I am headed out of town for Thanksgiving but once I am back I will start diagnosing and updating this post along the way!
 

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Discussion Starter · #7 ·
I finally tore into the truck.

I could not replicate the fuel leak. I tried priming several times with low side pressure around 58 PSI. Then tried cranking several times to get something to leak.
I pulled the valve at the rear driver side fuel rail. There was obvious metal flake. The picture is after I had wiped it with my finger so quite a bit of the debris had ran off.
Automotive tire Nickel Gas Household hardware Coin

I knew now that I had a full tear down so I started ripping all the pieces out.
Only two copper washers stayed on the injectors and it was pretty difficult to fish the one out of the driver side rear injector tube without dropping it in the valves lol.
This is what the valve on the top of the pump looked like
Automotive tire Household hardware Rim Gas Cylinder

Here is a shot inside the driver side fuel rail from the back. Massive clumps of metal.
Automotive tire Bicycle part Rim Gas Household hardware

At this point I have no clue where the fuel leak came from. The driver side front half of the fuel rail was soaked with fuel. The other odd thing was that the valley was filled about 4" deep in coolant and fuel. There was a debris line higher than the pump shaft from how high the fluid in the valley had been.
I found during removal that one of the thermostat gaskets were damaged.
I assume this is where the majority of the coolant has been leaking from but I plan to replace the turbo coolant lines during this.
Gear Automotive tire Bicycle part Crankset Rim


Inside the valve port on the CP4 it was filled with metal.
Fluid Water Liquid Gas Circle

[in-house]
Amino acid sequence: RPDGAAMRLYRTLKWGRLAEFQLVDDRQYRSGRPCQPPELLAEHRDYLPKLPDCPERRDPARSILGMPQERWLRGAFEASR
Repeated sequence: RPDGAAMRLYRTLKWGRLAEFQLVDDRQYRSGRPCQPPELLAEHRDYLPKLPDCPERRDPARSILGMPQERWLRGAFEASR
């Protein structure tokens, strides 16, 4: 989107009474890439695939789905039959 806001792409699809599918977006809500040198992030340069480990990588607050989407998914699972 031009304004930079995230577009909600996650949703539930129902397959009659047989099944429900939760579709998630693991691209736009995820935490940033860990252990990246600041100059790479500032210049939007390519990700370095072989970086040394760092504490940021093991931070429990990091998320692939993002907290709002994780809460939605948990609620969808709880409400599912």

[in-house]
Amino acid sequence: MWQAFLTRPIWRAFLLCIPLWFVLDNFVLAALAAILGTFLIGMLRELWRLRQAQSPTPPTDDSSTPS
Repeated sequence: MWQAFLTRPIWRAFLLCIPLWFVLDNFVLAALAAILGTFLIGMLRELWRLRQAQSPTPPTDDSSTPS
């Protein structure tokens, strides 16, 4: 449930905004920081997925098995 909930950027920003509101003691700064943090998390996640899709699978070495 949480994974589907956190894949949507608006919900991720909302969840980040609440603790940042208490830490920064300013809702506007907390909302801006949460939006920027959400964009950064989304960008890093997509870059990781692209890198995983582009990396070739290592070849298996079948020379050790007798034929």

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2014 F-350 SRW CCLB 6.7L
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Discussion Starter · #8 ·
I have every piece of the fuel system removed at this point aside from the low side lines, low side pump, and tank.
I plan to replace the line sets and pump but if anyone has any tips or tricks on cleaning the tank that would be much appreciated!
Also, I have no idea what the root cause is. I did take a fuel sample from the tank but didn't appear to have any water or anything in it. I definitely have not put any DEF in the tank :)
My best guess is whatever fuel leak I had, apparently only showed itself under serious pressure, caused the pump to work harder to attempt to meet desired and it simply couldnt.
I couldnt get a picture but after removing the pistons on the pump, I can see that the shaft or cam piece (don't know the proper terminology) is marred and scraped all to hell and it feels like there is large broken metal pieces inside of the rotating assembly.
 

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2014 F-350 SRW CCLB 6.7L
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Discussion Starter · #11 ·
Hey guys,
I almost have my truck put back together from the CP4 glitter bomb. I have a few questions...

1. Do you flush / clean and re use the low pressure lines?
(Aside from the tank and sending unit, these are the only part of the entire fuel system I have not replaced)
I cleaned the tank and sending unit thoroughly and feel confident in that. All the low pressure lines concern me though. I flowed degreaser through the lines in both directions, then flushed them with water for a couple minutes in both directions, then use compressed air to blow out the o rings in the quick disconnect fittings and blew air through the lines. Then I blasted the lines both directions and fittings with brake cleaner to try and free up any metal particles in them. Then blasted them with compressed air for a while to try and dry them as much as possible. Let the lines hang for a few hours.

2. Does anyone know a part number or have a link to the heat shields that go on both sides of the engine? (I think they were behind the fuel rails)
Mine got pretty destroyed coming out.

TIA

PS - the repair hasn't been bad at all for my first time doing it. Keeping everything organized and clean and its been straight forward so far.
 

· Master Tech
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You performed the repair/flush backward and incorrectly.

All remaining low pressure fuel lines can be reused if no physical damage is present.
  1. Drain fuel tank completely by removing the tank and cleaning it. Section 310-01. (Dispose of contaminated fuel in accordance with local laws and regulations.)